Le Petit Marche in Brooklyn Heights
Anyone else try the new French restaurant on Henry Street? A friend of mine and I put our name in at Noodle Pudding last night and while we were waiting the estimated 45 minutes we decided to walk around and 2 doors down we noticed Le Petite Marche and decided to give it a shot. Very good space, service and food. The steak frites were excellent and the service was outstanding. They have been open since Tuesday and are filling up with customers and reservations. Henry Street is becoming quite the foodie destination. Anyone else happen across Le Petite?
Haven't been either but was at Noodle Pudding last night for NYE. When I walked past Le Petit Marche at 9:45 it looked packed. Definitely a good sign and hopeful (perhaps naively) that that area can turn the corner and someday become a mini restaurant row when the Food Maestro/Aficianada/Blue Pig spots eveventually change hands.
We tried Le Petit Marche on their second night (having walked past and seen them filled and bustling the night before), and I thought about posting a report here, but decided to wait a while and see if more enthusiastic postings came in first; our experience was disappointing-- it was all right, but no more.
The menu was very promising, I thought; there were lots of interesting items I was tempted to order. The leg of lamb I chose was the nicest part of the meal. A bit too bitterly charred for the extremely mild flavor of the meat, but perfectly cooked inside, and tender. Everything else was at best unobjectionable. Salmon tartare, mussels, green salad and creme brulee were the things we ordered; the salad (an uncut lettuce-- is this a new trend?) seemed to be dressed with pure vinegar. The roasted vegetables and couscous that came with the lamb were, respectively, cooked to the texture of slime with thick skins to chew through, and an unremarkable mass of unrelated flavors, especially with the mango chutney (I think it was) on top. The creme brulee wasn't delicate, in either crust or custard.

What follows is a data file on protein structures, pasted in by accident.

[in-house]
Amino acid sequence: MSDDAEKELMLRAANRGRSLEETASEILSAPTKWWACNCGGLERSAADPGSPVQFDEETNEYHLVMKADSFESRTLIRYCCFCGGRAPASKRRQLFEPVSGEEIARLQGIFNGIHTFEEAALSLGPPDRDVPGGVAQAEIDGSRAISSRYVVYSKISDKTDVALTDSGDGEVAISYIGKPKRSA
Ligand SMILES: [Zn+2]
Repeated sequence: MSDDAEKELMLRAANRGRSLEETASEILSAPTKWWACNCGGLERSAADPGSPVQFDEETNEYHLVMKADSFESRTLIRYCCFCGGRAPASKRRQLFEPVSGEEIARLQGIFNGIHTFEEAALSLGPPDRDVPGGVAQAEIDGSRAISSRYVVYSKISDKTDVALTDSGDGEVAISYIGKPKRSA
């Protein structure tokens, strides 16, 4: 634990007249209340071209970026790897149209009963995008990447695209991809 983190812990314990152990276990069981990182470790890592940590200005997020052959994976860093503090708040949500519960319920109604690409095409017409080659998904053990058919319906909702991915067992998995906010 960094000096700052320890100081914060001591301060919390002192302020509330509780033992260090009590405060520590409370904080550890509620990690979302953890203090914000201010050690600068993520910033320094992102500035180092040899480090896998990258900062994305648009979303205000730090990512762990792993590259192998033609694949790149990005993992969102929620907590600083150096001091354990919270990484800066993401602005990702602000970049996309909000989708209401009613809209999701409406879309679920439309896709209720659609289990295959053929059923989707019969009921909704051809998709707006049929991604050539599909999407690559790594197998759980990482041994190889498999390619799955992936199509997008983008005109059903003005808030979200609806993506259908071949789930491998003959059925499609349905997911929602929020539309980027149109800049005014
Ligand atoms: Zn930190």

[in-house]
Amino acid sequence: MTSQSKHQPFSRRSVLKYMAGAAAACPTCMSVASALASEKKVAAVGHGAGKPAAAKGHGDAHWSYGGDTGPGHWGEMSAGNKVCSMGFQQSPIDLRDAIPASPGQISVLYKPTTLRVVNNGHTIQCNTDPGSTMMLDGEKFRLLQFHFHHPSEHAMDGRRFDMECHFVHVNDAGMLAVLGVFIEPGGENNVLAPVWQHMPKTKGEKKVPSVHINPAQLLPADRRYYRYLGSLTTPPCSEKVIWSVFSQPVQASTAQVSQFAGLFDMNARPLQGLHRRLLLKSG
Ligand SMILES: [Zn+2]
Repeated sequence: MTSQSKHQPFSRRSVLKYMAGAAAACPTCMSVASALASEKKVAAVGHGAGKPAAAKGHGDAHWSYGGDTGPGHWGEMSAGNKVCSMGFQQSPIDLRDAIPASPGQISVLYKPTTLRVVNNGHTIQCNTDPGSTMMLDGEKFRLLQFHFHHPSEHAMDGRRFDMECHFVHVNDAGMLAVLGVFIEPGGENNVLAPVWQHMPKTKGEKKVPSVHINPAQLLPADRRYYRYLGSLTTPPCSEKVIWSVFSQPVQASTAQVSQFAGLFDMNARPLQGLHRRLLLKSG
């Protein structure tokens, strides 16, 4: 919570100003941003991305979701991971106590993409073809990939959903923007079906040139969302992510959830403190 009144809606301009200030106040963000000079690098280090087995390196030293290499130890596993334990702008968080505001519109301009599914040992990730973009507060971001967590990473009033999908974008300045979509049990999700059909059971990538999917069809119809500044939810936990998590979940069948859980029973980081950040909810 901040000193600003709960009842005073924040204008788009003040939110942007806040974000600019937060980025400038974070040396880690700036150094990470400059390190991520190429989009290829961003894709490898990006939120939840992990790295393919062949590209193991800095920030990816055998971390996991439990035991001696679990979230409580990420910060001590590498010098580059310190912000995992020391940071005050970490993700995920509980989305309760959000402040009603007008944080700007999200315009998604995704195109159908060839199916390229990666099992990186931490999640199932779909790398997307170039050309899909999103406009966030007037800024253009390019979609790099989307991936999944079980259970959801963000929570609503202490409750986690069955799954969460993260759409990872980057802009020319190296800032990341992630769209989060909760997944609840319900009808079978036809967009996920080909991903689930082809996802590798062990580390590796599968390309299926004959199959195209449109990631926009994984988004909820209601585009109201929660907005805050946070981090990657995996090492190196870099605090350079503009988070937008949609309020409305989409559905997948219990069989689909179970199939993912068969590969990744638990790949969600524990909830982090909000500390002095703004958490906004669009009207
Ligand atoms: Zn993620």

The staff was pleasant and the service good; the restaurant's appearance is cozy and almost a little silly in its attempt to look French, but that was fine (not so wonderful was the Edith Piaf music that played non-stop through our whole meal-- I mean, I like Piaf as much as the next Francophile, but after 45 minutes that voice can start to grate. I don't hold this against anyone; we could have asked for a change in music).
The steak frites delivered to the table behind us looked and smelled great and appeared to be well received. I hope that the chef here can find a way to inject more deliciousness into the dishes; I don't want to hold our one experience against the new enterprise. And then I have been feeling unsure about my right to judge them like this (what if the soft tomatoes and eggplant accompanying the lamb were supposed to be like that?) but last night we had dinner in Manhattan at Compass, and it was such a different level of experience-- such wonderful flavors and textures-- that I feel okay about sharing my view of Le Petit Marche on its second night. It was pedestrian, and may it find its legs.
I stand chastened. I do apologize for having come down so hard on a place that I have no wish to do any harm to, on the contrary. I'm glad that my posting is coming to be only one of many, and I will go back again, hoping to find myself happier with the food.
i tried Le Petit Marche for the first time 3/28/2007 and was suitably impressed. I was just walking by and looked in. It was crowded but they were able to seat me at 7:30pm. The food was just what i needed on a slightly chilled spring night. I had the Lyonainnes Salad for an appetizer and the Coq Au Vin for entree. Both were rich and delicous. The tables were cramped but it is too be expected in a busy restaurant. The service was mostly professional. I do not remember any music, Piaf or any one else. I would recommend it for either Francophiles or just Brooklynites.